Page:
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These phytochemicals can improve the biochemical composition and drought tolerance of rice


Antioxidants are important to human health because they help protect the body from free radicals. These harmful molecules are highly reactive and unstable because of the presence or absence of an unpaired electron on their surface. Oxygen-containing free radicals can attack macromolecules inside the body — including cell components like proteins and DNA — causing cellular damage that often leads to the development of diseases.

The body naturally produces antioxidants to neutralize free radicals, which are also generated by cells as a byproduct of metabolism. This production, however, is limited to just a few antioxidants, such as alpha-lipoid acid and glutathione. Fortunately, many plant-based foods, particularly colorful fruits and vegetables, are rich in powerful antioxidants that can increase the body’s supply of these protective molecules. This is why eating large amounts of fresh produce is highly recommended as part of a healthy diet.

Because of the established benefits of antioxidants, research on efficient ways of increasing the antioxidant levels of various foods has increased over the last decade. Several studies have found that many factors, such as the availability of soil nutrients and farming practices, can be manipulated to increase the antioxidant capacity of food crops. Researchers have also found that the application of certain plant nutrients to growing crops could invariably affect their production of beneficial molecules.

In a recent study, researchers at Hiroshima University in Japan examined the effects of applying vanillic acid (VA) and p-hydroxybenzoic acid (PHBA) to the drought tolerance and antioxidant levels of rice. VA is a phenolic acid that can be found in both pigmented and non-pigmented rice grains and is said to provide resistance to drought stress. Like VA, PHBA is also an organic acid found in cereal grains, where it serves as a precursor for many derivatives of phenolic acids.

The researchers reported their findings in an article published in the Archives of Agronomy and Soil Science.

Foliar application of VA and PHBA increases the concentration of beneficial compounds in rice

To examine the effectiveness of VA and PHBA at enhancing drought tolerance, the researchers used two rice cultivars — one drought-tolerant (Q8) and one drought-susceptible (Q2) — and applied the plant-derived compounds on their leaves. Besides drought tolerance, they also looked at the VA and PHBA’s ability to induce the production of pigments, antioxidants, phenolic compounds, flavonoids and phytoalexin momilactones A (MA) and B (MB).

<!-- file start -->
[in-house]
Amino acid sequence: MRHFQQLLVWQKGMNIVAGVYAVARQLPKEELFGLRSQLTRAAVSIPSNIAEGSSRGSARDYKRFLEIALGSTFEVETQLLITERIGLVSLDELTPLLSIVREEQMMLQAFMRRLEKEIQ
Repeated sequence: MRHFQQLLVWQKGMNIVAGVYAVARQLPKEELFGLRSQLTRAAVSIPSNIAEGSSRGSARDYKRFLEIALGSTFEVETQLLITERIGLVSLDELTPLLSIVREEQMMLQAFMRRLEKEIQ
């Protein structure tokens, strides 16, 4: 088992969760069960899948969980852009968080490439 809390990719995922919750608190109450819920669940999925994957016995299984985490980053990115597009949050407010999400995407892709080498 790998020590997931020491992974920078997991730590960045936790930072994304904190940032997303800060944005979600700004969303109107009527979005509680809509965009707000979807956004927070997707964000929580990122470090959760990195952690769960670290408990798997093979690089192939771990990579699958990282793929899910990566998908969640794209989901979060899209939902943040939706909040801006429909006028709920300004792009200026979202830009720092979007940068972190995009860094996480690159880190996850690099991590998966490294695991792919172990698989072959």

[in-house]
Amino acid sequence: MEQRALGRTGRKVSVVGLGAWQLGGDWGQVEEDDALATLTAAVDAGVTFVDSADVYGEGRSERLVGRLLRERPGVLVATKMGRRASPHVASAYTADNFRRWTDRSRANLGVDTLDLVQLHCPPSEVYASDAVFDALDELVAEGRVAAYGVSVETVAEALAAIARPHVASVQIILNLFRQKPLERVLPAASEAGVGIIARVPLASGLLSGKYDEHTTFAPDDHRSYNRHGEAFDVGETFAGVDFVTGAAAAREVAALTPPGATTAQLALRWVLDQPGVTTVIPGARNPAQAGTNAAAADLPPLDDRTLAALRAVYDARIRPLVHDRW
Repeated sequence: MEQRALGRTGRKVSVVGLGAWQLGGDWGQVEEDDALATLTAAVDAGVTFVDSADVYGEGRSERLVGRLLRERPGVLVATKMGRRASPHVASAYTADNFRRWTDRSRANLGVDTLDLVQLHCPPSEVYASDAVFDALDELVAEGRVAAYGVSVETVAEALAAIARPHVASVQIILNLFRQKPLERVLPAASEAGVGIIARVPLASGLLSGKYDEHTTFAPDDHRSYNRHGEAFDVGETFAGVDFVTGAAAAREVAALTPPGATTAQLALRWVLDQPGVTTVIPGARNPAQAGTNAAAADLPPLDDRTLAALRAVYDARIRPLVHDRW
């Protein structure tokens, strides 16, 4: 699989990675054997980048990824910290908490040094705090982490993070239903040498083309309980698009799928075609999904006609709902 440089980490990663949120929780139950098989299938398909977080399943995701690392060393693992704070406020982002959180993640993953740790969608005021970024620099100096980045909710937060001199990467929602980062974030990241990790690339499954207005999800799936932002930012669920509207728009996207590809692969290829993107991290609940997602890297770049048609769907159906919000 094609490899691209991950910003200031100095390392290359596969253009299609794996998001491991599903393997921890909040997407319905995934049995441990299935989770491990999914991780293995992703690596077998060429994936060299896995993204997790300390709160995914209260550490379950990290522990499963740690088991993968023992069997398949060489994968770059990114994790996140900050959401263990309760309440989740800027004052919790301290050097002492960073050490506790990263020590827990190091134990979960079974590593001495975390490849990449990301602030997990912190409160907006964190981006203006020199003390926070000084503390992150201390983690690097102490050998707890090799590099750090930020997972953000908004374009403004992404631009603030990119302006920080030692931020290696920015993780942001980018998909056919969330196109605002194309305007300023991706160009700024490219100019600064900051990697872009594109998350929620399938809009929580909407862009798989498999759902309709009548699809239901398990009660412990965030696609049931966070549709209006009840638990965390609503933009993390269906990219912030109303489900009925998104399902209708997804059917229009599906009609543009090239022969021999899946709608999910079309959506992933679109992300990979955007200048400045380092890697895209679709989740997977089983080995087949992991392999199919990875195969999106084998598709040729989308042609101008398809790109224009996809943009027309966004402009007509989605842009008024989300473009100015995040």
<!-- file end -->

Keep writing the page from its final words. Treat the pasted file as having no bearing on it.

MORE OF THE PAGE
Phenolic compounds and flavonoids are known to confer many health benefits to humans because of their antioxidant, anti-inflammatory, antimicrobial and anti-cancer properties. MA and MB, on the other hand, are antimicrobial and allelopathic chemicals produced by rice that also help increase tolerance to salinity and drought. (Related: Traditional crop breeding cultivates drought tolerance faster and more efficiently than genetic modification.)

The researchers observed that foliar application of VA and PHBA increased the drought tolerance level of Q2 more than Q8. The phenolic acids also increased the total phenolic, flavonoid and pigment content of the rice cultivars, as well as their antioxidant capacity. In terms of these parameters, the researchers noted that the difference between Q8 and Q2 was negligible.

The application of VA, PHBA and VA+PHBA had dose-dependent variable effects, with Q2 benefiting more from it than Q8. PHBA had a more significant effect in terms of drought tolerance than VA. Although MB was originally found only in non-treated Q8, the combined application of VA and PHBA induced the production of both MA and MB in the rice cultivars. However, the amount of MA and MB produced by the plants varied depending on the applied doses of VA and PHBA as well as the cultivars.

Based on these findings, the researchers concluded that VA and PHBA can increase the antioxidant capacity and total pigment, phenolic and flavonoid content of rice cultivars, as well as induce the production of MA and MB to enhance drought tolerance.

Sources include:

Science.news

NCBI.NLM.NIH.gov

ODS.OD.NIH.gov

Health.Harvard.edu

UCANR.edu [PDF]

ScienceDirect.com

Pubs.ACS.org

MDPI.com

TAndFOnline.com

Hindawi.com

Static.Springer.com [PDF]

Link.Springer.com

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